Friday, 16 July 2010

Inception thoughts

Christopher Nolan's Inception
Readers of this blog are clearly discerning moviegoing types and, as such, will no doubt be heading to see Inception this weekend if they haven't already seen it. I've seen it twice, and plan on going again soon enough. However, you know what I thought — a dazzling tour de force of imagination and ingenuity. Now I'd like to know your take on Christopher Nolan's latest. Please don't be shy. The more the merrier...

27 comments:

DaVida Chanel said...

I LOVED IT! It was more than a movie - it was an experience. I've never been so glued to the screen, afraid if I turned away I'd miss some detail essential to the ending. I'm always trying to unlock the mystery in films but this one forced me to be in the moment-not thinking too far ahead. All I can say is wow and I can not wait until I see it again (I've got some blanks to fill in).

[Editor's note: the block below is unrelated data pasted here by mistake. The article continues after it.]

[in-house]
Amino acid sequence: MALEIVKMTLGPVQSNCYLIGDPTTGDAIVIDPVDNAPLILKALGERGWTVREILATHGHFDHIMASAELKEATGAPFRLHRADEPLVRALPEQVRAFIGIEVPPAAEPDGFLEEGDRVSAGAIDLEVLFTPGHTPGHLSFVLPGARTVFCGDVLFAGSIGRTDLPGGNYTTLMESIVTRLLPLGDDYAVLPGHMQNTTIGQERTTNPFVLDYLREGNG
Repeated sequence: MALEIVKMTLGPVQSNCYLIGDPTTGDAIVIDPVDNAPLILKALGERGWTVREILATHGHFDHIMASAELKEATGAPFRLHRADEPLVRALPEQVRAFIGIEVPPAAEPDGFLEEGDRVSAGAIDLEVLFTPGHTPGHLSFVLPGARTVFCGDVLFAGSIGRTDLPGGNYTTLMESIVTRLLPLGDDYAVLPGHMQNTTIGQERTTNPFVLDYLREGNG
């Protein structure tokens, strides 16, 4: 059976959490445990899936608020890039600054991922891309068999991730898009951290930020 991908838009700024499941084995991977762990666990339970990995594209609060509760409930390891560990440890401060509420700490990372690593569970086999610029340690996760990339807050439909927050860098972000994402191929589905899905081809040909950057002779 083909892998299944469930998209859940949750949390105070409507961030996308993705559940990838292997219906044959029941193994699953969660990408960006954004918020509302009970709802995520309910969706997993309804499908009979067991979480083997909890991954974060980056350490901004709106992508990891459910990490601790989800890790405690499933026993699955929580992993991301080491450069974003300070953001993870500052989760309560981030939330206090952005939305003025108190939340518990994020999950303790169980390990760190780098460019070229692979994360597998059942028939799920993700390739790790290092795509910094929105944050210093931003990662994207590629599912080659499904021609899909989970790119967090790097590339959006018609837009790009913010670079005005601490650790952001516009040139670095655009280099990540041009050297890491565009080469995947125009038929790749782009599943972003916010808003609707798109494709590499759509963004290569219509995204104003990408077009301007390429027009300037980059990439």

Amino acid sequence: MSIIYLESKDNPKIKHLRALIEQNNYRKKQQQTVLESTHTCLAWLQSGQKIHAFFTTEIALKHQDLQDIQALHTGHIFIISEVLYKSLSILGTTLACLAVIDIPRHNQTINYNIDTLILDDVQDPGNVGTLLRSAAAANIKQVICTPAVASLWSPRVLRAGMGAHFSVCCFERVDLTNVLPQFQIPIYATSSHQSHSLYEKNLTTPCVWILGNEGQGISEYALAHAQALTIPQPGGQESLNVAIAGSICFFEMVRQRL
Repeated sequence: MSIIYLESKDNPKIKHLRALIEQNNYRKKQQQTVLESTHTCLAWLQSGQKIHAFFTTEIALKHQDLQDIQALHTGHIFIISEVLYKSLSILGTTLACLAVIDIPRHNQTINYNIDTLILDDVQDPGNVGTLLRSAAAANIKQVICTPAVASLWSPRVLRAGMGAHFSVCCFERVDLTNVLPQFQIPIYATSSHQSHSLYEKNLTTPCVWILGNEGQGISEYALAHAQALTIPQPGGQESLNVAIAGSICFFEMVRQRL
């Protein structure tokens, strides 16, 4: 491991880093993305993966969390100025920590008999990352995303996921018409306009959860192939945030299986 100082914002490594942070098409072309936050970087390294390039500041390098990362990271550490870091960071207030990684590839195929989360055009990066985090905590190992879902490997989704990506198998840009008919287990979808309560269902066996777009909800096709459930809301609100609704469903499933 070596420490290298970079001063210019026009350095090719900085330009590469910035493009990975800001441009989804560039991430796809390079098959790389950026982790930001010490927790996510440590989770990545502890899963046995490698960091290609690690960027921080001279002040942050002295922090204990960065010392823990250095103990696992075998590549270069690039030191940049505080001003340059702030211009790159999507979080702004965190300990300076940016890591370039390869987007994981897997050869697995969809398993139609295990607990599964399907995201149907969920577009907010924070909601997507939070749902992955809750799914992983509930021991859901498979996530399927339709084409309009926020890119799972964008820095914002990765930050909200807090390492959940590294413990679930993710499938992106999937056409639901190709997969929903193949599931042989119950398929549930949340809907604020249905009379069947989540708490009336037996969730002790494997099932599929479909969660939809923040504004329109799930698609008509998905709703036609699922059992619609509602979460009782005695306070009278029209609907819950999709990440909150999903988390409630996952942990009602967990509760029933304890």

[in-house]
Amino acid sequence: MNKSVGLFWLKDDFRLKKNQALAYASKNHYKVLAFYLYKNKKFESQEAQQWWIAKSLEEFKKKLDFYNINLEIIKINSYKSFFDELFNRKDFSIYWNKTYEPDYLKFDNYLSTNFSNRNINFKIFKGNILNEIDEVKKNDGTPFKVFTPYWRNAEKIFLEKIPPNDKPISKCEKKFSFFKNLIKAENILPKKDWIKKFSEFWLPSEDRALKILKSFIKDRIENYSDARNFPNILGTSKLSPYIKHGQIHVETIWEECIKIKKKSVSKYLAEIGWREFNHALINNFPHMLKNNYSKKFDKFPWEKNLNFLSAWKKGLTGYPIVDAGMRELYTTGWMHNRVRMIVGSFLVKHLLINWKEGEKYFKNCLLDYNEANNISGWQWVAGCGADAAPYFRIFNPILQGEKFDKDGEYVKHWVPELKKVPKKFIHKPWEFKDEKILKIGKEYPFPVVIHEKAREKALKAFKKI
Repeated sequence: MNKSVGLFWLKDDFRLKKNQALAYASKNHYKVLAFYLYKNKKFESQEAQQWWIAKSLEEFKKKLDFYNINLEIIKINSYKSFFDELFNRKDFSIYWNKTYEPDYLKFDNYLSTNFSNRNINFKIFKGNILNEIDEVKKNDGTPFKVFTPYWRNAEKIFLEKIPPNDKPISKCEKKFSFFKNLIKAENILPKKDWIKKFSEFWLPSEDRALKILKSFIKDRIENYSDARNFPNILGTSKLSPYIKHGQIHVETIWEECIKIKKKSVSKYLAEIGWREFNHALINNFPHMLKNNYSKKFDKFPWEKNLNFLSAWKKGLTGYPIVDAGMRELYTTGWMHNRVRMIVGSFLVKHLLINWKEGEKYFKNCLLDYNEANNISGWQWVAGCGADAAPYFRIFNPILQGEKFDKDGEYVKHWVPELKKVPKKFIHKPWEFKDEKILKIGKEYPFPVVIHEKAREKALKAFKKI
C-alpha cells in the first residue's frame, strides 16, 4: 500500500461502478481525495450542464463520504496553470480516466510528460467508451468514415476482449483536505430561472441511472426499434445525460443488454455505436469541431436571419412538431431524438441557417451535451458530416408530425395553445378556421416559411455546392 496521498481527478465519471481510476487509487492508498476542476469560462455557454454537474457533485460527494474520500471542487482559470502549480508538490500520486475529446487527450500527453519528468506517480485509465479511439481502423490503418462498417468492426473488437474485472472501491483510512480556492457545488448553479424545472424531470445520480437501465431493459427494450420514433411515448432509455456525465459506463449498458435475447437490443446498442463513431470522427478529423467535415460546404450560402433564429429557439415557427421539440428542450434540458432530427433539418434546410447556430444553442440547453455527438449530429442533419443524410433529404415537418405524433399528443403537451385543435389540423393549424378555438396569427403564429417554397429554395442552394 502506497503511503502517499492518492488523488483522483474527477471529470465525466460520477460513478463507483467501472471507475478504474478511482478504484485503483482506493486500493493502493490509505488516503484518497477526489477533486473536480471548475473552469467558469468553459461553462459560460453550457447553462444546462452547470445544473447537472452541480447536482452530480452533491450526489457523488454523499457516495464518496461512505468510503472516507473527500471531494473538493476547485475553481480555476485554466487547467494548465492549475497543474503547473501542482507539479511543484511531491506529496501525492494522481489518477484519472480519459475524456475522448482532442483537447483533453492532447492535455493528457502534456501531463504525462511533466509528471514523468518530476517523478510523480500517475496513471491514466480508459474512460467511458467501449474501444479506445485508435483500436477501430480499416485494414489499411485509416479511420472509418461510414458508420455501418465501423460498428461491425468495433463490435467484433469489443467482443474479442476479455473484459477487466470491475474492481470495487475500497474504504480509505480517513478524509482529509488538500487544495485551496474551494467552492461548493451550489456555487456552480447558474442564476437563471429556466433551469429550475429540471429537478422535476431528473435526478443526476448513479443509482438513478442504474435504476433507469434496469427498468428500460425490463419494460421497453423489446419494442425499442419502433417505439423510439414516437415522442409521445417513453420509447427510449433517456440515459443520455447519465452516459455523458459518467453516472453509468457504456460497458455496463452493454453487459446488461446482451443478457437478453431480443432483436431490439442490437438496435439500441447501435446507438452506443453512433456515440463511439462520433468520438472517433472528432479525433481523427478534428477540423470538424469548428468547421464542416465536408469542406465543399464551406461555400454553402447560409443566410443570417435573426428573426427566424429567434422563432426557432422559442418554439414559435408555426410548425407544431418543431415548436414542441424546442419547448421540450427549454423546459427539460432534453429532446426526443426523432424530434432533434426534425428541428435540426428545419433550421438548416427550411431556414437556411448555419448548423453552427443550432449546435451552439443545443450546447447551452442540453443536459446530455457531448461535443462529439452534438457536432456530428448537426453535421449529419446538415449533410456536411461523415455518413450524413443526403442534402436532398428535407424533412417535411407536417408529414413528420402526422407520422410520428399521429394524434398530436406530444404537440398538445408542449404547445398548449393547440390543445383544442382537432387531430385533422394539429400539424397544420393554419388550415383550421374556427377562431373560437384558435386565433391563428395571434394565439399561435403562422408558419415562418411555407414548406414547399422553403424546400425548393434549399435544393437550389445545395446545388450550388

Mark Salisbury said...

Glad to hear it DaVida and thanks for stopping by. It definitely holds up on second viewing, and you can relax a little watching it second time around and savour the dream-within-dream-within-dream intricacies even more.

Hal Gracie said...

As a viewing experience I certainly enjoyed it, no question about that.

But as the heralding of the second coming (of Kubrick, apparently, if nothing else) it fell way short. It was as derivative as ever, a patchwork of The Matrix, Charlie Kaufman and his own Memento. When Nolan says in interviews that he suddenly found the 'emotional core' of the film, all he really means is that he re-used Memento's husband-wife story wholesale, right down to the tiniest details.

He's terrible with names too. If you were to grab members of the audience on the way out and ask them to name the characters, I reckon they'd score zero, including Leo (Neo?) as Dom, or was that Don, Cobb. God only knows what Marion Cottilard was supposed to be called. Maybe the incoherent naming system was there for a purpose, but I didn't like it. I also didn't care for the in-jokes - they have no place in a movie like this. Leave that stuff to Kevin Smith. Leo has to re-shoot a scene from Titanic, Cotillard is faced with her most famous on-screen song non stop. The least said about calling a character 'Robert Fischer' the better. And if you're ripping off The Matrix, maybe let's call The Architect something else?